Our Immuno-Oncology Landscape
29 JUN 2018
Immuno-oncology includes a range of approaches designed to boost or reactivate the body’s own immune system to fight cancer.
There’s a world of possibility out there
Immuno-oncology includes a range of approaches designed to boost or reactivate the body’s own immune system to fight cancer. In the last few years, promising clinical outcomes and new types and combinations of medicines are quickly changing the landscape of cancer treatments. This has caused a flurry of excitement, both in academia and in the biopharmaceutical industry, and along with it, incredible amounts of financial investment.
This means that, even as the oldest pharmaceutical company with a long heritage of success, we need to be creative in order to rise above the competition, which is much stronger today than it was just 10 years ago when we were an early mover in immuno-oncology.
To guide our efforts, I balance two hats, one more science-based, and the other more business driven. Both, however, rely heavily on identifying external innovative ideas, technologies and assets.
Scouting for great ideas
I head up the Translational Innovation Platform of Immuno-Oncology, which is the backbone of this pipeline. We provide ideas and translate them into drug candidates. We comb through literature, engage with our key thought leaders and attend conferences to gather these ideas.
We work together in an iterative process with Discovery Technologies. According to our specifications, they create compounds, which we test in biological assays. We tell them which work best. They then optimize and we re-test. This goes on until we’ve optimized a molecule that can be nominated as a development candidate. Even after we hand over our candidates to the Oncology Development department, we support them with evidence for selecting patient populations, testing potential drug combinations and helping make sense of clinical data.
Differentiating ourselves in increasing competition
The culture of collaboration at Merck KGaA, Darmstadt, Germany sets us apart. It requires a measure of risk to integrate external innovation. As the global head of External Innovation, I enable my team to identify and bring in external opportunities for all therapeutic areas across the entire drug discovery pipeline, from early discovery research to development to post-approval of a medicine. Over the last two-to-three years, we’ve adjusted our strategy to be able to pick the best candidates for
full development as early as possible. A full development decision is very important and very costly. Once you reach full development and something goes wrong, it’s usually a binary choice: you can either keep going or stop the entire project. So, we altered our strategy to deepen our understanding earlier in the process with the goal of being able to pick the winners before approaching full development.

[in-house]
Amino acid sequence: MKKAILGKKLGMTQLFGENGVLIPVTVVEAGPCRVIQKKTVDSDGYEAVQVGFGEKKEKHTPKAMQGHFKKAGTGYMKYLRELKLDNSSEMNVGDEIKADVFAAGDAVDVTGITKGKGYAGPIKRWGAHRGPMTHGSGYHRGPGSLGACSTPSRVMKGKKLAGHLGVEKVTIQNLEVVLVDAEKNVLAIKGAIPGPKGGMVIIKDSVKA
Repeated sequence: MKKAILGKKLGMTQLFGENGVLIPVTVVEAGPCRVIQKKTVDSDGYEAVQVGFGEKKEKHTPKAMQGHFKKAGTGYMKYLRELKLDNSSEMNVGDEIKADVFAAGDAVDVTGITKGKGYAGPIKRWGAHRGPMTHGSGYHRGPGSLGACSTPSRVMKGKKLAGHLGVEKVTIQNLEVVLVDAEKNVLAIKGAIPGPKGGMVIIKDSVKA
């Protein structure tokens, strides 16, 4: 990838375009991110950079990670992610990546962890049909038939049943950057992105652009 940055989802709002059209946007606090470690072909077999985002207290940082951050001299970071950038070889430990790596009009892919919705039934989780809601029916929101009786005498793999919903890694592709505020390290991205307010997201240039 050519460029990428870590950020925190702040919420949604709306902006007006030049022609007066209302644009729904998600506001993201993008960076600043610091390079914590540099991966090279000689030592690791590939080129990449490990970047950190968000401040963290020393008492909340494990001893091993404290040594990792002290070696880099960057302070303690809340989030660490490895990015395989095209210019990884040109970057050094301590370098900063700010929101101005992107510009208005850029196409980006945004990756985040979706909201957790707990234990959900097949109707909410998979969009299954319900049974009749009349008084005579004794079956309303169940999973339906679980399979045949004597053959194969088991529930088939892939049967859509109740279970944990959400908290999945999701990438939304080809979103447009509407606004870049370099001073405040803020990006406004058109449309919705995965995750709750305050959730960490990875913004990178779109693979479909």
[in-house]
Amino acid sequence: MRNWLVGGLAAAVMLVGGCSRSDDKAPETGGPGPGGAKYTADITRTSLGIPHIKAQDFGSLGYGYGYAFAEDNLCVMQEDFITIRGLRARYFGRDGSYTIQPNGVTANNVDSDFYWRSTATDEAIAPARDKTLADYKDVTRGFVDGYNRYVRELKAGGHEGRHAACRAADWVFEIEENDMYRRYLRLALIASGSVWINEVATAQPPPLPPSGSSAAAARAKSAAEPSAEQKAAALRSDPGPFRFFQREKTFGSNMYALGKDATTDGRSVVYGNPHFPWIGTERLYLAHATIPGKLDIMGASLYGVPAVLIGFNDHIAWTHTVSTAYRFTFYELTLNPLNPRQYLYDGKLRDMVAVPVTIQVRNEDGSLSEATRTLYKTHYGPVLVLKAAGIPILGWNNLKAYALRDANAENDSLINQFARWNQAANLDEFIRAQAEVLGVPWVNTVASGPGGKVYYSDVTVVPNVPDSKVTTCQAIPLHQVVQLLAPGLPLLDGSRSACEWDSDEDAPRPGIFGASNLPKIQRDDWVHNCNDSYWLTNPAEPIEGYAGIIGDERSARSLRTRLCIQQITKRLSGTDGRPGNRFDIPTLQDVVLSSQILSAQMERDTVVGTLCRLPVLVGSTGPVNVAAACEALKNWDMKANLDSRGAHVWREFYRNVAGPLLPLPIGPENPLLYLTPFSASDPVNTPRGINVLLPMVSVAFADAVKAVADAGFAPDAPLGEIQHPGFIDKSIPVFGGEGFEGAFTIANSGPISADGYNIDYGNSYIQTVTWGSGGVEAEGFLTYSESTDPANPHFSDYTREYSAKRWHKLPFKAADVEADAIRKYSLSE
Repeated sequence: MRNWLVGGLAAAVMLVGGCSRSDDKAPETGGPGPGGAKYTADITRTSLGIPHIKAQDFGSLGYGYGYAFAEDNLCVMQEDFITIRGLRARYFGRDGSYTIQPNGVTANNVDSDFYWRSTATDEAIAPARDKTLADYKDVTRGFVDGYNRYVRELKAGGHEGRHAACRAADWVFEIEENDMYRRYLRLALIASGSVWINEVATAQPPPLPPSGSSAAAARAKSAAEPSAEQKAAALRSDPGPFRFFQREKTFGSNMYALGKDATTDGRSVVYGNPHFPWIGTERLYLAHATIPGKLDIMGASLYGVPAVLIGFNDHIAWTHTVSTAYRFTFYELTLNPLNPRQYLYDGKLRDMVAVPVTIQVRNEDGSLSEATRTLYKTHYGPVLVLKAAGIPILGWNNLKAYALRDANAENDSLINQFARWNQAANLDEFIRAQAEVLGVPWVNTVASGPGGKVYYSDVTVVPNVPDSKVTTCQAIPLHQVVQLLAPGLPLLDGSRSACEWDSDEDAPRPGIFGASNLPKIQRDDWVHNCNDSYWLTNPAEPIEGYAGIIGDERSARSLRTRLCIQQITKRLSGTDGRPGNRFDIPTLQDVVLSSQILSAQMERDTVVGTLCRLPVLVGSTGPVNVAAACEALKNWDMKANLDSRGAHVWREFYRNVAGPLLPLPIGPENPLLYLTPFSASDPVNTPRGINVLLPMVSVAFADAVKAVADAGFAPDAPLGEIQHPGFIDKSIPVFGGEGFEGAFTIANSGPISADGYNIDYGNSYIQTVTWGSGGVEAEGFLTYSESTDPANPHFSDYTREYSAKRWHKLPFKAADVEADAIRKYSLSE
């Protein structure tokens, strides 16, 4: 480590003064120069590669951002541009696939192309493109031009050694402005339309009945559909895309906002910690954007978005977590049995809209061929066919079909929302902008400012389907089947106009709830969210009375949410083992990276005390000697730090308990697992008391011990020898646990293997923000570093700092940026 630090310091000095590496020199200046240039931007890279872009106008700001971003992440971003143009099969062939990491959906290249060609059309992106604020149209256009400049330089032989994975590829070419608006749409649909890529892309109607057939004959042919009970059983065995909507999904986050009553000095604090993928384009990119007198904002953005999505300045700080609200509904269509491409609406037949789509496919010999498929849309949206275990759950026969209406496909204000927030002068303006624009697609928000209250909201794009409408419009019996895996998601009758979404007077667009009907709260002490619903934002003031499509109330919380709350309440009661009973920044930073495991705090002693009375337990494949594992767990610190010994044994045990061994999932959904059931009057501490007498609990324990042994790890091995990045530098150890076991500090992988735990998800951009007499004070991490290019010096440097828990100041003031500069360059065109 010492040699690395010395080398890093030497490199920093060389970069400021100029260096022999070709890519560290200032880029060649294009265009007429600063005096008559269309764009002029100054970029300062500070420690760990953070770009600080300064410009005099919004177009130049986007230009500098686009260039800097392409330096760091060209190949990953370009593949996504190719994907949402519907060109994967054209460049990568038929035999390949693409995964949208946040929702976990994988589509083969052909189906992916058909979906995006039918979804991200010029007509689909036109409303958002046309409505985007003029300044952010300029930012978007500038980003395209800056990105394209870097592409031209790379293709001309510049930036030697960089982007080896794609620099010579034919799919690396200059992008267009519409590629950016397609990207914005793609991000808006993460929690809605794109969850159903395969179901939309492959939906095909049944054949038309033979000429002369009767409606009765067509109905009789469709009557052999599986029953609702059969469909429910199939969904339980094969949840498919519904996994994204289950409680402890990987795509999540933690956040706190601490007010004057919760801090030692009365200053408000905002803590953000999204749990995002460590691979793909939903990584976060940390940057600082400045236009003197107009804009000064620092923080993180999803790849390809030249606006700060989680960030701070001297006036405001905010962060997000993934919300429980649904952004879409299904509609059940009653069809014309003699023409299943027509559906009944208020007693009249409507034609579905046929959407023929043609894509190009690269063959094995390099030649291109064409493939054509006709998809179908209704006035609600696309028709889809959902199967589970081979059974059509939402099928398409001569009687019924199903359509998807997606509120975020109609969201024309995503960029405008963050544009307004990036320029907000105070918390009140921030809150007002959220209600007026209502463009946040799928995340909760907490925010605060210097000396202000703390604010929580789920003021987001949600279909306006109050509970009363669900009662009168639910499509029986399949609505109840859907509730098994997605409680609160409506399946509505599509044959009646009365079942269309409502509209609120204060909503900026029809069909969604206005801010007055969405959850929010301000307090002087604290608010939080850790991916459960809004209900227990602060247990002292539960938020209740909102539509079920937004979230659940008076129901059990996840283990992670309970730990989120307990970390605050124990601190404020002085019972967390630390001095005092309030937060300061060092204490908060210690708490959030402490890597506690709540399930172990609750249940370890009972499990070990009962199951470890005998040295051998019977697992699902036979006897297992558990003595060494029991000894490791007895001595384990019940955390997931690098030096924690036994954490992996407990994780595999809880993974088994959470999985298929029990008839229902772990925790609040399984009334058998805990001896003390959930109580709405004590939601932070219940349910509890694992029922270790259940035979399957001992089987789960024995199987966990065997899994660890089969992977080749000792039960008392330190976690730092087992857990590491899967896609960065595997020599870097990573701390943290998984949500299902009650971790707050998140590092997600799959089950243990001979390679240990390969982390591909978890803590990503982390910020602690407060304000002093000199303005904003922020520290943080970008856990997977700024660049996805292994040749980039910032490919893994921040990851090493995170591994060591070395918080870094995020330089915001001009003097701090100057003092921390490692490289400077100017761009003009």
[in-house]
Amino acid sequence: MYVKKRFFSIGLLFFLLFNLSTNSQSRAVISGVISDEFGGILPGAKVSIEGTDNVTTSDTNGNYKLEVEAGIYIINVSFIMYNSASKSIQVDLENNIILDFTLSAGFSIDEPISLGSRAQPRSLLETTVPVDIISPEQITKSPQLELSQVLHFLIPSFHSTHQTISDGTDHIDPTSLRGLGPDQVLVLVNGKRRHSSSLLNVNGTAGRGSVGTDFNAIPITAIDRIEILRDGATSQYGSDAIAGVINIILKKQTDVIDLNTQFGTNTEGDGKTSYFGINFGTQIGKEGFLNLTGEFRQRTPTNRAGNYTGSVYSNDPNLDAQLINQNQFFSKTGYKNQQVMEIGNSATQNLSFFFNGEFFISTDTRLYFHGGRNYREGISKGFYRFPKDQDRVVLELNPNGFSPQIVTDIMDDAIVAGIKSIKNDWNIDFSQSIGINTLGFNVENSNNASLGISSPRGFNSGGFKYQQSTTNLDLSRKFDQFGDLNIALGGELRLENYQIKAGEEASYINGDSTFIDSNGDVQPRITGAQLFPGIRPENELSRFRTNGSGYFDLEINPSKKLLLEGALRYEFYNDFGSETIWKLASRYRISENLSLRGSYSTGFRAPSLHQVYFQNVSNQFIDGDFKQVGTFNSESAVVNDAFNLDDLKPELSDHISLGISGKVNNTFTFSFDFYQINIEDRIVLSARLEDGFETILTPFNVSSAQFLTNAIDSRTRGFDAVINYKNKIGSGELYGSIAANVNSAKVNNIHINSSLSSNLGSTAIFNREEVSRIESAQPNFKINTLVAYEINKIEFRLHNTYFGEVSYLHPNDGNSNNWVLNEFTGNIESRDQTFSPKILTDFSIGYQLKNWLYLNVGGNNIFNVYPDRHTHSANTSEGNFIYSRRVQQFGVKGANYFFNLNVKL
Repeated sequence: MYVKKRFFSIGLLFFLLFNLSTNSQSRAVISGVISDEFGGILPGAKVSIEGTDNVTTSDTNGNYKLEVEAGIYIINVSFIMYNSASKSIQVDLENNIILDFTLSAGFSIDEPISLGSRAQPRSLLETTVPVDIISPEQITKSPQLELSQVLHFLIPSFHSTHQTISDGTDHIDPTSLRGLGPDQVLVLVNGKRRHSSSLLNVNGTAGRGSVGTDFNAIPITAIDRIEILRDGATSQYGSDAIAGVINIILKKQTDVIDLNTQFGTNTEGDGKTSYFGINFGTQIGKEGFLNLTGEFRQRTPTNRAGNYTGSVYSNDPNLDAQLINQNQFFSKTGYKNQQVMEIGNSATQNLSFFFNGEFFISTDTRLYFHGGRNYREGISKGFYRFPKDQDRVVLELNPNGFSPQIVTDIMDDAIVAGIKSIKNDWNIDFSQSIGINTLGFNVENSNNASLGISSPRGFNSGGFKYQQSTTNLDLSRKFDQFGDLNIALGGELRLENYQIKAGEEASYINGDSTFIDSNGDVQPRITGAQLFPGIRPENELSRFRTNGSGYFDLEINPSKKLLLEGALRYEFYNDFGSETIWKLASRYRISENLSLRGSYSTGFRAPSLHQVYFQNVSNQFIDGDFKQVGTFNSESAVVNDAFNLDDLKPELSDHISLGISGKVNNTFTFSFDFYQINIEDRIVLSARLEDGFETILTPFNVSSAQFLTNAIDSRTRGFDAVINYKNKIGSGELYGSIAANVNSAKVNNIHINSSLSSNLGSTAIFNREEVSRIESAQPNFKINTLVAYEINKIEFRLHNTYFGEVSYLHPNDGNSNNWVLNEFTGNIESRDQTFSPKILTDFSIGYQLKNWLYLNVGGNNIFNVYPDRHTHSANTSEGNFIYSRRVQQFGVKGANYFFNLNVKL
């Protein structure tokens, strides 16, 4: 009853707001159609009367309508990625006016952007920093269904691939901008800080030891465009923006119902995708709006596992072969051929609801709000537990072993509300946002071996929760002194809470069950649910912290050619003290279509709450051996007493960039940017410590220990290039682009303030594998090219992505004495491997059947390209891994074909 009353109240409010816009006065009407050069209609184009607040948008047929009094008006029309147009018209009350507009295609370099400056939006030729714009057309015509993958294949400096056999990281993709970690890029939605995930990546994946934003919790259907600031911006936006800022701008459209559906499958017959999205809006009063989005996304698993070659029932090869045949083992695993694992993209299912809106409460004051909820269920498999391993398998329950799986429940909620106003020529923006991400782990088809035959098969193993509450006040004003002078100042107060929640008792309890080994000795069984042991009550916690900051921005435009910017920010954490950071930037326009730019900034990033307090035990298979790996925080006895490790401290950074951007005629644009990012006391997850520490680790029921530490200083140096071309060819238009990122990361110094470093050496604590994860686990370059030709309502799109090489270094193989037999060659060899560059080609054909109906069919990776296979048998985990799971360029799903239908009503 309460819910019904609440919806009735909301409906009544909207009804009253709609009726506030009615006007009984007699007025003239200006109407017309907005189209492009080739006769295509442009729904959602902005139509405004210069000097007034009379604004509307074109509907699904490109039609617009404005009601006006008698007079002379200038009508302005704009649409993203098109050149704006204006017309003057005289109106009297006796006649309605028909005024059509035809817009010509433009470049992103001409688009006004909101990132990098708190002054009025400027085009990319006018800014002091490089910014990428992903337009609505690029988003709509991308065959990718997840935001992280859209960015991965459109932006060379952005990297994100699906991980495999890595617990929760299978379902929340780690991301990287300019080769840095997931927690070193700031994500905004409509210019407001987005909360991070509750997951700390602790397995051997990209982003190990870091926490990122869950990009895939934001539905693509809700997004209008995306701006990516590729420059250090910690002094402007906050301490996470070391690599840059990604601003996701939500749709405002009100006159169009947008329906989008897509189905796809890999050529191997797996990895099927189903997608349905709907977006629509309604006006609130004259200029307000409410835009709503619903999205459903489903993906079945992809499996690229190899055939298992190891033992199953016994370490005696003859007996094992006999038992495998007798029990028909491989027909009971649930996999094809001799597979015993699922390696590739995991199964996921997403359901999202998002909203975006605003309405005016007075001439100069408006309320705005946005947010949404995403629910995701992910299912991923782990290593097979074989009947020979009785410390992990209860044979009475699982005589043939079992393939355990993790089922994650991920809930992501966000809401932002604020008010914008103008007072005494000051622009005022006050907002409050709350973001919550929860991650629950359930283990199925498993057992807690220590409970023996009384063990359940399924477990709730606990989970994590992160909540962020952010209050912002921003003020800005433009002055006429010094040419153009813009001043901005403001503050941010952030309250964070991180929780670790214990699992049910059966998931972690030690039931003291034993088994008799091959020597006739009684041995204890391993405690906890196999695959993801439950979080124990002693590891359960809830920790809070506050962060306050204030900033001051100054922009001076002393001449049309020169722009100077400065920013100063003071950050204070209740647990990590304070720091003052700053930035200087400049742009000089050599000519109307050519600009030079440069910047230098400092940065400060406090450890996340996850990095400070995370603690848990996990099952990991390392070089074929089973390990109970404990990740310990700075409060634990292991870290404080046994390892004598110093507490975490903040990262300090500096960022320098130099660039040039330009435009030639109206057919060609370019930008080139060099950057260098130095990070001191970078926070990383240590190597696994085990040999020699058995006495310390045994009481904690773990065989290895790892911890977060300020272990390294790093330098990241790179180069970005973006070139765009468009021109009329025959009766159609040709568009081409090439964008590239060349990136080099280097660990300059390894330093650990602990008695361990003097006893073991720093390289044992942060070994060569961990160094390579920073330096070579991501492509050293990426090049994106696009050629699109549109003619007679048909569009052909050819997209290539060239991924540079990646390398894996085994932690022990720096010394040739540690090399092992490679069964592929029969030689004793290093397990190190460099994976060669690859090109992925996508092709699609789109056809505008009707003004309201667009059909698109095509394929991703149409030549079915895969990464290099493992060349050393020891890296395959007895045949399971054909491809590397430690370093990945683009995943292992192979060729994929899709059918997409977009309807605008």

The good news is that our strategy is showing results. Our portfolio is broader and now we have a good problem: We have too many promising projects. We cannot handle everything internally and do justice to the quality of each project, so we need to choose. We can pick a few projects that we feel will maximize the use of our budget and resources; we can stop the few projects that clearly aren’t going to add value; and for projects where we don’t have expertise, we can proactively approach partners for codevelopment.
Collaboration is a must
By contributing to the progress of immuno-oncology for the benefit of cancer patients, we and others are constantly raising the bar for innovation. Therefore, we look to partnerships that further strengthen and complement our attributes. We see roughly 1000 opportunities every year, and although it’s tempting, we remain focused on our key areas and strategy. We generally pursue about 10 of these opportunities a year with a breakthrough potential, aiming to build relationships that go well beyond the initial collaboration.
Cancer and cancer treatments are incredibly complex, and it’s essential that we partner and codevelop, especially in areas where we think the potential is broader than we can explore. At Merck KGaA, Darmstadt, Germany, we’re contributing to the shape of the immuno-oncology landscape and we’re open to collaborations that are untraditional, that require vision and contain some uncertainty. There’s a world of possibility out there.